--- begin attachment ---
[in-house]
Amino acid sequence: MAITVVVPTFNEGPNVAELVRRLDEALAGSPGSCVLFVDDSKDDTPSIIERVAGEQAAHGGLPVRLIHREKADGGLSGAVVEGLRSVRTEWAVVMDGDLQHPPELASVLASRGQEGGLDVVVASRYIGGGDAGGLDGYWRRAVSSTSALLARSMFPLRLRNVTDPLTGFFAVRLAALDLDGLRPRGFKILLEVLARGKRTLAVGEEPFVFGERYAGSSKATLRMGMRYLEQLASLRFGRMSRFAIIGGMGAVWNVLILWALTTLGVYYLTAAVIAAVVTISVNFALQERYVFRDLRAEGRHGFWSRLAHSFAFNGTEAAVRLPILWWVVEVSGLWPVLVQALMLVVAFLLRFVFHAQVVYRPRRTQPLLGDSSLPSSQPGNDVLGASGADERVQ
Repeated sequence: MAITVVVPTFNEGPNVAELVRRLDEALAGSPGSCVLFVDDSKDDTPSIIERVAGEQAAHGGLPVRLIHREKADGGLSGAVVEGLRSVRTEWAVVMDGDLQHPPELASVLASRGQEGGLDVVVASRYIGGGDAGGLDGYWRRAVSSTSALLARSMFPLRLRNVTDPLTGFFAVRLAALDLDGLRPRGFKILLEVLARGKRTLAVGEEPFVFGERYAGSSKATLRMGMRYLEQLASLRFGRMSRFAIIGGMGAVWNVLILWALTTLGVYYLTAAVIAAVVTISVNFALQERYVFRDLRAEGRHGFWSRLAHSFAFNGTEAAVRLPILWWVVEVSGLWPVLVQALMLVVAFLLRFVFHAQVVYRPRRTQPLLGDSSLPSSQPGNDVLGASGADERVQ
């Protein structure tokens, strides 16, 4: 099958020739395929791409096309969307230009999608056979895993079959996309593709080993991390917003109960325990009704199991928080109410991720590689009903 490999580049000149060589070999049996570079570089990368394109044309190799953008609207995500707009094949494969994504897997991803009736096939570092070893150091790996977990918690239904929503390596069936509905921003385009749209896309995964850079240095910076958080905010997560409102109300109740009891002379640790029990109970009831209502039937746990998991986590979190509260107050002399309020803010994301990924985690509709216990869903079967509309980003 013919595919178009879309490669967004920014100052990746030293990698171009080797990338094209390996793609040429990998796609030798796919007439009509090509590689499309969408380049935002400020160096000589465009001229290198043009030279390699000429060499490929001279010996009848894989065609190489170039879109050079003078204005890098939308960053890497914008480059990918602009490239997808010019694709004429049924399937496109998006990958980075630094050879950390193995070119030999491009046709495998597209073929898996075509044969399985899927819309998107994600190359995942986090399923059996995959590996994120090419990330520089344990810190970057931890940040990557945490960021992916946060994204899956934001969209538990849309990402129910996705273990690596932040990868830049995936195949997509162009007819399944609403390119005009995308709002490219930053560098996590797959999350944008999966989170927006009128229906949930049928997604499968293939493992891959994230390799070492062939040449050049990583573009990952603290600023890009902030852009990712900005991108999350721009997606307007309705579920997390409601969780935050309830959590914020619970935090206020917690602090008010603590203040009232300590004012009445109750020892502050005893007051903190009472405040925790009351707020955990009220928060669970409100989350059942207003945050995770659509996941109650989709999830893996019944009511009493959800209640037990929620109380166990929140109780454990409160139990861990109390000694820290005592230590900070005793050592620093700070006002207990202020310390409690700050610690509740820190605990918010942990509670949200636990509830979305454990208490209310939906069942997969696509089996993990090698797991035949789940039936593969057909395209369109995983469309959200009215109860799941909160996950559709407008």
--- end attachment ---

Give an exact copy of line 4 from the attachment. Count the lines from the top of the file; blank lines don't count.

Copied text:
């Protein structure tokens, strides 16, 4: 099958020739395929791409096309969307230009999608056979895993079959996309593709080993991390917003109960325990009704199991928080109410991720590689009903 490999580049000149060589070999049996570079570089990368394109044309190799953008609207995500707009094949494969994504897997991803009736096939570092070893150091790996977990918690239904929503390596069936509905921003385009749209896309995964850079240095910076958080905010997560409102109300109740009891002379640790029990109970009831209502039937746990998991986590979190509260107050002399309020803010994301990924985690509709216990869903079967509309980003 013919595919178009879309490669967004920014100052990746030293990698171009080797990338094209390996793609040429990998796609030798796919007439009509090509590689499309969408380049935002400020160096000589465009001229290198043009030279390699000429060499490929001279010996009848894989065609190489170039879109050079003078204005890098939308960053890497914008480059990918602009490239997808010019694709004429049924399937496109998006990958980075630094050879950390193995070119030999491009046709495998597209073929898996075509044969399985899927819309998107994600190359995942986090399923059996995959590996994120090419990330520089344990810190970057931890940040990557945490960021992916946060994204899956934001969209538990849309990402129910996705273990690596932040990868830049995936195949997509162009007819399944609403390119005009995308709002490219930053560098996590797959999350944008999966989170927006009128229906949930049928997604499968293939493992891959994230390799070492062939040449050049990583573009990952603290600023890009902030852009990712900005991108999350721009997606307007309705579920997390409601969780935050309830959590914020619970935090206020917690602090008010603590203040009232300590004012009445109750020892502050005893007051903190009472405040925790009351707020955990009220928060669970409100989350059942207003945050995770659509996941109650989709999830893996019944009511009493959800209640037990929620109380166990929140109780454990409160139990861990109390000694820290005592230590900070005793050592620093700070006002207990202020310390409690700050610690509740820190605990918010942990509670949200636990509830979305454990208490209310939906069942997969696509089996993990090698797991035949789940039936593969057909395209369109995983469309959200009215109860799941909160996950559709407008």